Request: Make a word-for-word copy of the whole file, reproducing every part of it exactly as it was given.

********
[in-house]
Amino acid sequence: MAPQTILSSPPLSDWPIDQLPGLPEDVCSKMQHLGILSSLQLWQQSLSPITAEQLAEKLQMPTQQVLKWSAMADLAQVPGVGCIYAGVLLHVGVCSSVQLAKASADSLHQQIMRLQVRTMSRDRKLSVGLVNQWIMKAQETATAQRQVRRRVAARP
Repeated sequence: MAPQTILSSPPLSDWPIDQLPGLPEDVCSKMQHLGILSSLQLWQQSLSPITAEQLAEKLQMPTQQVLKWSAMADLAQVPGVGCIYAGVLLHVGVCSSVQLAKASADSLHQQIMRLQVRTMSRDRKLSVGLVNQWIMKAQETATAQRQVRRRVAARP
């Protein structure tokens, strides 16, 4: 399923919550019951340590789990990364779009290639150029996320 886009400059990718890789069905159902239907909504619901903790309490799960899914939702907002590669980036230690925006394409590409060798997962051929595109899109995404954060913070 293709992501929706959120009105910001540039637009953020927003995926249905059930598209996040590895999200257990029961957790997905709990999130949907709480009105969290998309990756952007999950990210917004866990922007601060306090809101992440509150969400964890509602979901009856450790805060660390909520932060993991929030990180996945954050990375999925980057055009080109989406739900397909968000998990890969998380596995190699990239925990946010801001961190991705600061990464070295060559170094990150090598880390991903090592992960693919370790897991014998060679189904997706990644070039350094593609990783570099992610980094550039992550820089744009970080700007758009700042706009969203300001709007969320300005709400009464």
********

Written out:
[in-house]
Amino acid sequence: MAPQTILSSPPLSDWPIDQLPGLPEDVCSKMQHLGILSSLQLWQQSLSPITAEQLAEKLQMPTQQVLKWSAMADLAQVPGVGCIYAGVLLHVGVCSSVQLAKASADSLHQQIMRLQVRTMSRDRKLSVGLVNQWIMKAQETATAQRQVRRRVAARP
Repeated sequence: MAPQTILSSPPLSDWPIDQLPGLPEDVCSKMQHLGILSSLQLWQQSLSPITAEQLAEKLQMPTQQVLKWSAMADLAQVPGVGCIYAGVLLHVGVCSSVQLAKASADSLHQQIMRLQVRTMSRDRKLSVGLVNQWIMKAQETATAQRQVRRRVAARP
């Protein structure tokens, strides 16, 4: 399923919550019951340590789990990364779009290639150029996320 886009400059990718890789069905159902239907909504619901903790309490799960899914939702907002590669980036230690925006394409590409060798997962051929595109899109995404954060913070 293709992501929706959120009105910001540039637009953020927003995926249905059930598209996040590895999200257990029961957790997905709990999130949907709480009105969290998309990756952007999950990210917004866990922007601060306090809101992440509150969400964890509602979901009856450790805060660390909520932060993991929030990180996945954050990375999925980057055009080109989406739900397909968000998990890969998380596995190699990239925990946010801001961190991705600061990464070295060559170094990150090598880390991903090592992960693919370790897991014998060679189904997706990644070039350094593609990783570099992610980094550039992550820089744009970080700007758009700042706009969203300001709007969320300005709400009464």